Ice Painting

It was hot here last week, and as I was filling the ice block trays for the eleventy hundredth time a little idea popped into my head.

I got out the food colouring and dropped some colour into each ice block, then popped them in the freezer.

The next day we donned aprons, found paper and popped the ice cubes out onto a plate. I wasn’t sure if it would actually work. I didn’t know if there was enough colour in the ice to make much of an impression on the paper, or if the ice would melt and all the moisture would just make the paper mushy and holey, but even if it didn’t work I figured it would be a fun thing to do on a hot day.

But wow did it ever work!

easy art for kids - ice painting

I did put lots of colour in, and we used thicker than average paper, and as we swirled around the melting ice blocks the colours mixed and lots and lots of art was made.

easy art for kids ice painting

It was rather messy with all the food colouring and our fingers were stained for the next few days, but it was worth it, and doing it outside without many clothes on would be a great way to minimise the mess.

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Read the comments or scroll down to add your own:

  1. says

    Great idea – I have such an aversion to messy play, but oh! how the kiddos just love it!! I really should embrace it more often (perhaps I should just shut my eyes!!)

    • katef says

      I think it is quite reasonable to have an aversion to messy stuff.

      I find I am much more ok with messy art if I am joining is as well, but I still try to limit the clean up as much as possible. Things like always having something near by to wipe hands and spills works well, as does corralling smalls in a high chair so they can’t trail paint all around the house.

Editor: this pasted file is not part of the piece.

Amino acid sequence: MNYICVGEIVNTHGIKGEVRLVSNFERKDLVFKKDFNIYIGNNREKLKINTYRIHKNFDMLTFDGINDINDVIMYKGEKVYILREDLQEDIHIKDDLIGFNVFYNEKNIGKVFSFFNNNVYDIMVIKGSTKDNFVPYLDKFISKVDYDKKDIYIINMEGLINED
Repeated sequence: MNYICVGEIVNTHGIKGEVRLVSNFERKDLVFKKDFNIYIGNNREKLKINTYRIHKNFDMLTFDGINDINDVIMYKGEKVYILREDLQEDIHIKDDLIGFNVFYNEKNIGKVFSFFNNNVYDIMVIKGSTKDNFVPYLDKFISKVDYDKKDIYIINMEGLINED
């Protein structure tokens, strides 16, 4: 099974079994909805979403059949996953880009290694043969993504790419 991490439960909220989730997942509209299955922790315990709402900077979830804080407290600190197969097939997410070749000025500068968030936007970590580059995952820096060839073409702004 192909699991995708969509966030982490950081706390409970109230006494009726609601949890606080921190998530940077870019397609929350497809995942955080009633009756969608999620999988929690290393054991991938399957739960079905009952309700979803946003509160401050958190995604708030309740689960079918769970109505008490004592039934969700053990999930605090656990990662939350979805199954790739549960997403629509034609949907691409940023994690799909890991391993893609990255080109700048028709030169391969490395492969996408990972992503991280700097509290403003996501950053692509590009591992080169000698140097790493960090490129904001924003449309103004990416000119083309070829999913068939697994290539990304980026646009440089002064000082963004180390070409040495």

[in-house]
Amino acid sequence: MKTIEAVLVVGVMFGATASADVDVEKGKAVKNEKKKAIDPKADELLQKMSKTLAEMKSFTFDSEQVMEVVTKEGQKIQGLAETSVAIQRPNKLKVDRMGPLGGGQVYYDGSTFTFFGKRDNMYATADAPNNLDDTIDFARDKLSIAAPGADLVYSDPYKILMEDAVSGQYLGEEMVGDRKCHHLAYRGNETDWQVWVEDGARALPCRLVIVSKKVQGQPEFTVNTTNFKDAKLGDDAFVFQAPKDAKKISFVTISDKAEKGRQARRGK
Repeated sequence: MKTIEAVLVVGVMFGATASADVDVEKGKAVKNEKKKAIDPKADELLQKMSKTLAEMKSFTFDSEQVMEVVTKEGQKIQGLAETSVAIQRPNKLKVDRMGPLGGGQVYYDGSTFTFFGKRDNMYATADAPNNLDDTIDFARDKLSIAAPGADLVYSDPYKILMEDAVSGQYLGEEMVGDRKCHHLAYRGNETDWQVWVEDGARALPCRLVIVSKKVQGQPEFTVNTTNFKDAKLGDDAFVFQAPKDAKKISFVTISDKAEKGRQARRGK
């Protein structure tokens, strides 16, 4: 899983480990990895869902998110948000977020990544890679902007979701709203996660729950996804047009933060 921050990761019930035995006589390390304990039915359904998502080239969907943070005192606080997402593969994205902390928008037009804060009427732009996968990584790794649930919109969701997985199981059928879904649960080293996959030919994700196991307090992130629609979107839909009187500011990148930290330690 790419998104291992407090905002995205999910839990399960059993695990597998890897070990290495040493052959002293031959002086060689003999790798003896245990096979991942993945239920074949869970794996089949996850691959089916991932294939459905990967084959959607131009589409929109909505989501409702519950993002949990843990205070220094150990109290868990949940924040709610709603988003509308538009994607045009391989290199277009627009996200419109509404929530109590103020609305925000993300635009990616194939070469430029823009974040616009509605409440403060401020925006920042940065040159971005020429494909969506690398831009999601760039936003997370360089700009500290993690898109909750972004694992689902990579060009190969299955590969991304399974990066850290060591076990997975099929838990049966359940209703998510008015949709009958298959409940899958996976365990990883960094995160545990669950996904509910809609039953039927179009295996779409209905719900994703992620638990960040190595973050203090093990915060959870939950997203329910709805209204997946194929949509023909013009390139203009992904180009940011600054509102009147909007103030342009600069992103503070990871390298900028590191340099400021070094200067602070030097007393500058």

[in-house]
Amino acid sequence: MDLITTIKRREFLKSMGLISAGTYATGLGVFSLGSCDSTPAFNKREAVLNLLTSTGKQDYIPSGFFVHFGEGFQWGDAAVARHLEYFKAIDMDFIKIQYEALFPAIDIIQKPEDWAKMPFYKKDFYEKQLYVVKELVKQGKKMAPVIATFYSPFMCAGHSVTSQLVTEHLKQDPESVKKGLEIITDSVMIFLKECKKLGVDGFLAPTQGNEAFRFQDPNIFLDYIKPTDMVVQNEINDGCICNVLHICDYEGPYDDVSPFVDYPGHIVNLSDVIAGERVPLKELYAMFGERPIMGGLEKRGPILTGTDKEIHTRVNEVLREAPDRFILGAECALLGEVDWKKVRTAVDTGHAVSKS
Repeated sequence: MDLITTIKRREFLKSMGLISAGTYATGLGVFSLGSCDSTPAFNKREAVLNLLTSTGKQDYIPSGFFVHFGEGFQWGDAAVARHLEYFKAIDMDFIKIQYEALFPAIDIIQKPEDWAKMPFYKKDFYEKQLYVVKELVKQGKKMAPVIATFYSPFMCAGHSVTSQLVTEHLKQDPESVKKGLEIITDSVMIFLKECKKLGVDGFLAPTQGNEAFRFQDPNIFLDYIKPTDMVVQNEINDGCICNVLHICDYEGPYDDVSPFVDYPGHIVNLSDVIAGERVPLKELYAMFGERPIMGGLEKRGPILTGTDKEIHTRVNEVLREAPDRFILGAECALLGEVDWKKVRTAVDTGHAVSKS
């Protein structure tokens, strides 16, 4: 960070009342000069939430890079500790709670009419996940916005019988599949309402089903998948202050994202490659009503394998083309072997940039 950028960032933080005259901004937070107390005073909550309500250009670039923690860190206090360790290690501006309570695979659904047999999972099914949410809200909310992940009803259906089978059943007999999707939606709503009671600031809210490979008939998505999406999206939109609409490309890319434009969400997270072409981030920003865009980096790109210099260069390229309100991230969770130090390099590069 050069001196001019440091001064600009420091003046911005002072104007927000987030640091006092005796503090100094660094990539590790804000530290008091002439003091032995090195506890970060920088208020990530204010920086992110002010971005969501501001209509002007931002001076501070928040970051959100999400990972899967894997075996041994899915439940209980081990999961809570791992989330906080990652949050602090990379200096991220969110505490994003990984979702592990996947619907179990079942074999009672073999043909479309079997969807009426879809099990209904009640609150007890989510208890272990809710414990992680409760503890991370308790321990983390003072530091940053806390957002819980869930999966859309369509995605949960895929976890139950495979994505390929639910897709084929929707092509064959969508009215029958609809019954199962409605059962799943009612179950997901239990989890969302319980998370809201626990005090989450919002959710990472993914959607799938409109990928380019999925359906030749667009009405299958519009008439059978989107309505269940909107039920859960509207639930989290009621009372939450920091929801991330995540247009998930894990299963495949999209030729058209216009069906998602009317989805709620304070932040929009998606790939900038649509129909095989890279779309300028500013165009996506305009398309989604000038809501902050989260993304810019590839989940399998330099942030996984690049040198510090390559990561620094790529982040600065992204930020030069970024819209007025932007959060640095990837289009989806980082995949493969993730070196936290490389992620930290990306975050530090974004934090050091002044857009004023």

If all else fails, outside in the nude works well for me!

  2. says

    Love it! Have just filled the iceblock moulds now after reading this- am thinking next week when the hot weather hits us again I’ll take the cherubs outside, get them to nude up, and then at the end squirt them with the hose- thanks to last week our tanks are completely full.

    • katef says

      AH yes the joys of not having to worry about water! We often invite our ‘city’ friends to come out and play under the sprinkler – they are still not allowed to with their water restrictions but we can!

      Have fun!

  3. says

    Love this so much. And I’m sure my kids would love the novelty of playing with ice in this way. What a great sensory experience!

    • katef says

      yeah it stained our fingers pretty bad. It doesn’t wash off when you try to wash it then and there but it was gone by the following night’s bath just with general hand washing during the day.
      You could try using less colour, or maybe try adding washable painting instead of dye?

      • says

        If you rub sorbolene cream on your hands before you start, it stops most of the food colouring from going onto your skin :)

  4. Beatriz Legorreta says

    I would like very much to recieve your ideas, because I am a Montessori guide and I do love children very much. Thank you for the idea of painting with ice! I will do it with the kids!

  5. says

    This is a brilliant idea! Totally going to use it :) Also,thanks to Susan from the Book Chook I’m linking this up as a Featured Post on AMB for next week.

  6. Jo says

    Hi! Great idea :D I was just wondering if your ice cube trays got stained at all/much. Thanks!

    • katef says

      While I did need to scrub to get some colouring out of the ice cube trays I don’t think it has left a stain – mind you, our ice cube trays are bright blue so it’s kinda hard to tell. But I figure it’s food colouring so if by chance our next lot of ice blocks have a slight pink tinge it won’t kill anyone :)

  7. little-e says

    For those who cant handle the mess you could always insert a craft stick once the cubes are half set wrap the tray with plastic wrap and push the sticks in- tahdah ice cube “brushes”